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What is Schizophrenia?
In all of its different forms, schizophrenia is a severely disabling brain disorder that is never cured. If patients remain faithful to their medication routine, they can and will usually live a fairly normal and well-ordered life. It is a chronic condition and as stated, there is no known cure.However, usually relapses occur because patients with schizophrenia feel better or are doing well. They think that the disease has been cured and inevitably go off their medication–or cut back on it. Without chemical stabilization of their thought processes, most schizophrenics relapse fairly quickly and the relapses can have serious consequences.A girl in her late teens who decided that God had healed her. She was so full of life and so excited to embrace her life without medication. She very quickly decompensated and had to be emergently hospitalized because she became suicidal right in front of me. It was like watching a horror movie play out to see her change so quickly.Another guy who was diagnosed with schizophrenia in his late 20s. He decided to go off his medications one day unbeknowst to anyone and just “disappeared” rather than arriving home one night. He was in his early 30s by then. He boarded a train and traveled some 2000 miles before his family found him–on the street, living out of trashcans and high on drugs–whereas he had 2 weeks before been working at a prestigious law office in the Seattle area.

This illustrates how quickly a schizophrenic without medication can decompensate.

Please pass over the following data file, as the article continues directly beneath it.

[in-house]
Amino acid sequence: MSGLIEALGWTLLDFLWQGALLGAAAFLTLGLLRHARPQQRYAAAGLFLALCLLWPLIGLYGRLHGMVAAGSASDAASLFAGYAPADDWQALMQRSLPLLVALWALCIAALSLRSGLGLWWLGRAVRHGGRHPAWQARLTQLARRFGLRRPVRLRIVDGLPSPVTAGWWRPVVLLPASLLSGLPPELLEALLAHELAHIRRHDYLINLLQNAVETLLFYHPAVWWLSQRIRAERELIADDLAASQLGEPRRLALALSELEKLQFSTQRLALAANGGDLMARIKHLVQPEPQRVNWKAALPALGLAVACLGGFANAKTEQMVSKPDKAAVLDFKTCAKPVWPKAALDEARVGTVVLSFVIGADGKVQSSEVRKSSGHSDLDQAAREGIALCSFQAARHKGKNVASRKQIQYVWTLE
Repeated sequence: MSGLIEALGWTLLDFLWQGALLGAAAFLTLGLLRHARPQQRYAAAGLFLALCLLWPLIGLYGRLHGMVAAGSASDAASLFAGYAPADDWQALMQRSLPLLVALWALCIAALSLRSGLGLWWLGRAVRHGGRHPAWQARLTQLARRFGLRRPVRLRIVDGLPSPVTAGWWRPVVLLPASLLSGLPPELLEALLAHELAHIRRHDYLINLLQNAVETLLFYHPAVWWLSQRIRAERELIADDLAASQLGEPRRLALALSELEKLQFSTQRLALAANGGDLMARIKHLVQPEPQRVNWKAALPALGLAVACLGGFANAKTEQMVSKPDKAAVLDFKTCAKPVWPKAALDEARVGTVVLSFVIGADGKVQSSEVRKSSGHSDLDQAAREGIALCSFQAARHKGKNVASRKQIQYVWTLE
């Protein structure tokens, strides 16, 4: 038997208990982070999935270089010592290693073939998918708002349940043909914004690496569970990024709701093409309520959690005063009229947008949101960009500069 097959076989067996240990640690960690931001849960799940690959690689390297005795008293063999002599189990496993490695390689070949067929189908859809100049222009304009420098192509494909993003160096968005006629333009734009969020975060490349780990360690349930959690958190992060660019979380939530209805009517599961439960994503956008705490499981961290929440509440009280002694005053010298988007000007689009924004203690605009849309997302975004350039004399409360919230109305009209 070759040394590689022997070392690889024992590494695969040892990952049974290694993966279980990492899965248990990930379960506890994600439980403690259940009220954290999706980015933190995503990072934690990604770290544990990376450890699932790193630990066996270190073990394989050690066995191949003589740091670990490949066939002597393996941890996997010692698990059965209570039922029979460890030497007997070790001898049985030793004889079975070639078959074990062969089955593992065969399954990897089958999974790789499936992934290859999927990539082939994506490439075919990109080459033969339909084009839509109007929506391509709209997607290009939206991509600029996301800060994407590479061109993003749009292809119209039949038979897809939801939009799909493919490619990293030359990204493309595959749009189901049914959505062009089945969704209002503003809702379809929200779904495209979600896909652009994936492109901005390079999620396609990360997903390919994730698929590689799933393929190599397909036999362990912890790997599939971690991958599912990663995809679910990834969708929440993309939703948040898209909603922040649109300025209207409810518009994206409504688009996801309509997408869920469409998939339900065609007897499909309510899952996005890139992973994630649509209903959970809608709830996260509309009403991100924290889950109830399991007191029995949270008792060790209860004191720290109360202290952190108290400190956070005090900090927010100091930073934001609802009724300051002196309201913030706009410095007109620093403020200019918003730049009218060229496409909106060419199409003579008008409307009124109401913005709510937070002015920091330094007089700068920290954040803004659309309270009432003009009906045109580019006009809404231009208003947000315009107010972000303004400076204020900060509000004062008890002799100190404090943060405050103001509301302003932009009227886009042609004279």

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Symptoms of Schizophrenia :

  • Delusions–misinterpretation or misconception of reality.
  • Hallucinations–seeing people, hearing voices that do not exist–in some cases, the voices tell the person to harm themselves–or others.
  • Derangement of thoughts–unable to think clearly or speak clearly–speaking in gibberish or word salad.
  • Behavioral disruptions–extremely provocative behaviors, violence or extreme agitation.
  • Repercussions of Schizophrenia :
  • Loss of motivation–to do anything.
  • Loss of interest in everyday activities.
  • Lack of emotions or heightened emotions.
  • Neglect of personal hygiene.
  • Social withdrawal or isolation.
  • Reduced or impaired ability to plan or complete tasks.

Worst Outcomes for Schizophrenics :

  • Homelessness.
  • Unemployment–or inability to keep a job long.
  • Devaluation of self.
  • Substance abuse.
  • Suicidal or homicidal.
  • Institutionalization.
  • Loss of family and friends.

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Why Do Some People Get Schizophrenia?
There are many theories as to why some people get it and some don’t… from what part of the continent you live on to what nationality a person is. Some of the current thoughts on causes:

  • Family history puts someone at much higher risk (I worry about this a lot!)
  • Babies who did not get adequate nutrition in uterus.
  • Exposure to high levels of stress or violence
  • African American descent but other nationalities as well
  • Older paternal age
  • Substance abuse at an early age
  • Exposure to viruses or toxins while in uterus.
  • Genetic disposition
  • Environmental influences